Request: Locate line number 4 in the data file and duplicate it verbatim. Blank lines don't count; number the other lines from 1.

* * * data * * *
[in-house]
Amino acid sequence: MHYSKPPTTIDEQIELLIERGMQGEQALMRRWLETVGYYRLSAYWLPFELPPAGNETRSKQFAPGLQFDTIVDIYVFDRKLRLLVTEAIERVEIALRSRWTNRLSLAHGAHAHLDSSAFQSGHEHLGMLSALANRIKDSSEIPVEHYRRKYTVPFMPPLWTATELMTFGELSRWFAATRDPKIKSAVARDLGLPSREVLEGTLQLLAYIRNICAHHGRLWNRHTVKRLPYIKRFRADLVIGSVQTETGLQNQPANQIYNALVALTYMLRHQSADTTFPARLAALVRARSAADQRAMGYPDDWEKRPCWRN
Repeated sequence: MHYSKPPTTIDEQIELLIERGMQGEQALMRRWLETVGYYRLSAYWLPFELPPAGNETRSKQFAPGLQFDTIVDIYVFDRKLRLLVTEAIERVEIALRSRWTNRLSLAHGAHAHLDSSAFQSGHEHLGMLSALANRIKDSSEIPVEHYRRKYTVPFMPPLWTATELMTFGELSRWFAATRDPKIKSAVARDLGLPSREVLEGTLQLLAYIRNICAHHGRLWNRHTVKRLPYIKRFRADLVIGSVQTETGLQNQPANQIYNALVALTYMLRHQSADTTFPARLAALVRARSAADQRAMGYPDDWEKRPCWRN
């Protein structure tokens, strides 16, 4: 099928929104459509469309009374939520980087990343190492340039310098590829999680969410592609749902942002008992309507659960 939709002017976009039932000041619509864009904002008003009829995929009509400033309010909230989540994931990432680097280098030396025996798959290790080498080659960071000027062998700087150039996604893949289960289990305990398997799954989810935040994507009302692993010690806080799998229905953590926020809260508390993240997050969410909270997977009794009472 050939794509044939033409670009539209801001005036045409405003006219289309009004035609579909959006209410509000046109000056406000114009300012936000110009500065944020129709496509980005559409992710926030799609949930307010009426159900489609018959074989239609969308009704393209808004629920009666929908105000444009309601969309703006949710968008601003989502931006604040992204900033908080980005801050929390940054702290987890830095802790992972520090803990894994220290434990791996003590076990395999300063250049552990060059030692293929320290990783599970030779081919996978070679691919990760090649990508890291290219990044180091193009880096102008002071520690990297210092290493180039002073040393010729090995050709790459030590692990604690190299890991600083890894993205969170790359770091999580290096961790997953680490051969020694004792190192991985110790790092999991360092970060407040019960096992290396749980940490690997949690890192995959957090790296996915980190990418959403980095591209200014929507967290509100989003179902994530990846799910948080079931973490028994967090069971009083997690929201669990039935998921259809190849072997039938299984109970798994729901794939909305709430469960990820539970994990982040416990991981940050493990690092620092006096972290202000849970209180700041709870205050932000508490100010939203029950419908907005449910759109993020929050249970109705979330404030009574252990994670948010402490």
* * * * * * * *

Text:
């Protein structure tokens, strides 16, 4: 099928929104459509469309009374939520980087990343190492340039310098590829999680969410592609749902942002008992309507659960 939709002017976009039932000041619509864009904002008003009829995929009509400033309010909230989540994931990432680097280098030396025996798959290790080498080659960071000027062998700087150039996604893949289960289990305990398997799954989810935040994507009302692993010690806080799998229905953590926020809260508390993240997050969410909270997977009794009472 050939794509044939033409670009539209801001005036045409405003006219289309009004035609579909959006209410509000046109000056406000114009300012936000110009500065944020129709496509980005559409992710926030799609949930307010009426159900489609018959074989239609969308009704393209808004629920009666929908105000444009309601969309703006949710968008601003989502931006604040992204900033908080980005801050929390940054702290987890830095802790992972520090803990894994220290434990791996003590076990395999300063250049552990060059030692293929320290990783599970030779081919996978070679691919990760090649990508890291290219990044180091193009880096102008002071520690990297210092290493180039002073040393010729090995050709790459030590692990604690190299890991600083890894993205969170790359770091999580290096961790997953680490051969020694004792190192991985110790790092999991360092970060407040019960096992290396749980940490690997949690890192995959957090790296996915980190990418959403980095591209200014929507967290509100989003179902994530990846799910948080079931973490028994967090069971009083997690929201669990039935998921259809190849072997039938299984109970798994729901794939909305709430469960990820539970994990982040416990991981940050493990690092620092006096972290202000849970209180700041709870205050932000508490100010939203029950419908907005449910759109993020929050249970109705979330404030009574252990994670948010402490």